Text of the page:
Discouraged, we started to look into surrogacy overseas. There were so many options, but some were very sketchy, and we definitely read our share of horror stories about Thailand and India, both of which, as a result, have shut down their surrogacy practices not too long ago. After much gleaning in forums, it became clear that Ukraine was our best choice. First, it is relatively affordable, with all-inclusive plans starting at 32k up to 50k, which covers absolutely everything outside of your plane tickets, such as transportation, food, accommodations, all things that involve IVF for you if you are using your own eggs, surrogate screening and medical costs, and birth at the hospital. It is also the same price if you choose to use donor eggs instead, which is a nice back-up plan to have if things don’t work out with your own, at no additional cost. This blew us away, because we hadn’t seen this kind of all-inclusive plan anywhere else, and the best part about it is that they guarantee you a baby, because if the first surrogate doesn’t work out, they will try again with another using your frozen embryos until they are successful. We have encountered other couples who chose Ukraine purely for the guarantee factor of a baby, which can sound strange to some, but for us, it was like music to our ears! Also, it seems like Ukraine is one of the few places where the laws favor the intended parents rather than the surrogate. Under Ukrainian law, the baby is ours from the moment of conception. Once the baby is born, the birth certificate is issued with our names, and the surrogate cannot claim any rights. Lastly, we could rest with the thought that time-wise, pregnancy could start right after embryos are created, as many women participate in surrogacy in Ukraine. Everyone that we had spoken to had been successful with the first try, if not the second, so that was very appealing to us, as we had also considered adoption at one point, but knew from family members that it could take quite some time for that to happen as well.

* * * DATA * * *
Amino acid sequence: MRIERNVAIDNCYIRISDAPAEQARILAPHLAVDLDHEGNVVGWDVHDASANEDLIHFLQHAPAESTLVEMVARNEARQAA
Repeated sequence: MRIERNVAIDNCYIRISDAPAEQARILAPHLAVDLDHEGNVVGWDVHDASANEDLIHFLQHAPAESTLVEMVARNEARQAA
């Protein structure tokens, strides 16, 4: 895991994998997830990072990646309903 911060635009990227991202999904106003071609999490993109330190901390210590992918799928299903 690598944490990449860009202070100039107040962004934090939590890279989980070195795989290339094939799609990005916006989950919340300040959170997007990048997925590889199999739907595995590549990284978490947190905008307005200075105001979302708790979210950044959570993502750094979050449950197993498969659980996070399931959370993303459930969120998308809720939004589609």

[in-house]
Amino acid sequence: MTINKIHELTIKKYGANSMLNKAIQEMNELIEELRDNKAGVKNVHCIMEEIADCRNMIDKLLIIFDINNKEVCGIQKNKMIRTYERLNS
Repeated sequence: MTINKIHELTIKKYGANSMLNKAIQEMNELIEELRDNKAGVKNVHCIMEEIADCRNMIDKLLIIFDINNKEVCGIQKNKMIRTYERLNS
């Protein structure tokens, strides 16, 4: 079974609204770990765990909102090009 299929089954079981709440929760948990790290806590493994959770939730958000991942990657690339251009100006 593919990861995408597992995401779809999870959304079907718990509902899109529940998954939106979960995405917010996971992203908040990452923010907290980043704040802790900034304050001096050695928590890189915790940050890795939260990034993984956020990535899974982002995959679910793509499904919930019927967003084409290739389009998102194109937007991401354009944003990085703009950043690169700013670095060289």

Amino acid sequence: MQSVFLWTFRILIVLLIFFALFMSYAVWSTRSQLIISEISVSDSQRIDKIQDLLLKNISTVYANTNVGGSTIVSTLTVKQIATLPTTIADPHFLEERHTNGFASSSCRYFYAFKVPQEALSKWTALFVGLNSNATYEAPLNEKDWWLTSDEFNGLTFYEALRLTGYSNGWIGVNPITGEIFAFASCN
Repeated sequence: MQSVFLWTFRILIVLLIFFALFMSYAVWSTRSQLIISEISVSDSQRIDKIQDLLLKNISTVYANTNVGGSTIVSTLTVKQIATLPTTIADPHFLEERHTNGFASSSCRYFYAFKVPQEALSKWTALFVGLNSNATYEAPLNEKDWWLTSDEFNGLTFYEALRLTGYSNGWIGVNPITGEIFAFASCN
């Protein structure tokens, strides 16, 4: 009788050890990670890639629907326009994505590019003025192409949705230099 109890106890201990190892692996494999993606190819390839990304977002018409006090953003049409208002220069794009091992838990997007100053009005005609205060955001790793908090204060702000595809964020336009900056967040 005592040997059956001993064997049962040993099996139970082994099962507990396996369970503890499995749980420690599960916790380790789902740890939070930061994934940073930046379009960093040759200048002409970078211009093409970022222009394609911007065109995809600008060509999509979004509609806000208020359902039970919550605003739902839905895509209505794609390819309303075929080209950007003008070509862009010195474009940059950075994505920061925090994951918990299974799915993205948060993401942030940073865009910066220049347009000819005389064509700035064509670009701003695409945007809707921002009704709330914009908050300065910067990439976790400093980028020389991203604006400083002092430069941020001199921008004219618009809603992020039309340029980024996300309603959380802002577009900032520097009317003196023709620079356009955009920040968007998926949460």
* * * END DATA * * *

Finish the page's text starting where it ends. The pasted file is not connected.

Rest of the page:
One additional fact that we also liked is that we can pay the surrogate directly, which assures us that they are being paid well for their efforts, and aren’t abused by the agency. The average monthly income for Ukraine is around $200, so the compensation can change the lives of their family for the better.
Still, we weren’t 100% sure until we came across Shabana’s blog, a sweet woman in the UK, who was already going through the process with BioTexCom, and was able to answer all of our questions. If you do end up being interested in using this particular clinic, we highly recommend contacting her first before contacting the clinic, as she has relationships within the clinic, and will get you faster responses than if you had contacted the clinic yourself. She also has a network of folks all around the world who are pursuing surrogacy in Ukraine, which ended up being extremely helpful. Shabana was able to connect us to a couple from Seattle who just took home their twins last week. The father of the twins took the time to talk on the phone, and thoroughly reassured us that it was a legit legal process, and that medically, they are very sound and advanced, and that bringing the twins back to the US hadn’t been an issue at all.
After some more discussion, we were sold and decided to go for it. After all, even if we had decided to pursue adoption, we would’ve probably paid a similar amount of money at the end of it all, and would be waiting a lot longer, most likely. As for US surrogacy, it is half the price, and nowhere near the hassle.
To be fair, there are other clinics in Ukraine that are great as well, and you will find similar plans there. The reason we chose BioTexCom is because we independently read a lot of great reviews online, even before meeting Shabana. There isn’t as much info in the US forums as there are in European forums, as Ukraine is only a two or three hour flight for most, and since they are in different languages, we had to use Google Translate to gather the intel on some the forums. This is why we wanted to document our experience, so that others in the US could find it useful for their own fertility plans!